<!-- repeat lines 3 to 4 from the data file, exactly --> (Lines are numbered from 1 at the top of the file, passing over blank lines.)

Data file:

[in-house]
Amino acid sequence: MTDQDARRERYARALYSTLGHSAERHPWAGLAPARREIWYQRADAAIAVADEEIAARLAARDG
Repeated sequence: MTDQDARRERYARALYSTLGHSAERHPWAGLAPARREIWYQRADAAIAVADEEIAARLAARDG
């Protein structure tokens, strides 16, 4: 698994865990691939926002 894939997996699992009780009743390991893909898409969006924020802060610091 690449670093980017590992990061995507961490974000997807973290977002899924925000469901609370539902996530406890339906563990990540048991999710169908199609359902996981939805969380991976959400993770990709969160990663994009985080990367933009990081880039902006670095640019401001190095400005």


Repeated sequence: MTDQDARRERYARALYSTLGHSAERHPWAGLAPARREIWYQRADAAIAVADEEIAARLAARDG
């Protein structure tokens, strides 16, 4: 698994865990691939926002 894939997996699992009780009743390991893909898409969006924020802060610091 690449670093980017590992990061995507961490974000997807973290977002899924925000469901609370539902996530406890339906563990990540048991999710169908199609359902996981939805969380991976959400993770990709969160990663994009985080990367933009990081880039902006670095640019401001190095400005």